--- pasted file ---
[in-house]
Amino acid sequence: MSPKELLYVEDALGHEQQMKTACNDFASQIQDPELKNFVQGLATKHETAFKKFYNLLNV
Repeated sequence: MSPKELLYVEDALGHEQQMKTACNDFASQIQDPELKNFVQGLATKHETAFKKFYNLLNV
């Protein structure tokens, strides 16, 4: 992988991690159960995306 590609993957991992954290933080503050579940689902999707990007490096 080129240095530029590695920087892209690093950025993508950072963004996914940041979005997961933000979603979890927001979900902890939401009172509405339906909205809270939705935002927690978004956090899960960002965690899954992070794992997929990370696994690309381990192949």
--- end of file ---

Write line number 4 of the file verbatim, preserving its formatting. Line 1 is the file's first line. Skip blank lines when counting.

């Protein structure tokens, strides 16, 4: 992988991690159960995306 590609993957991992954290933080503050579940689902999707990007490096 080129240095530029590695920087892209690093950025993508950072963004996914940041979005997961933000979603979890927001979900902890939401009172509405339906909205809270939705935002927690978004956090899960960002965690899954992070794992997929990370696994690309381990192949």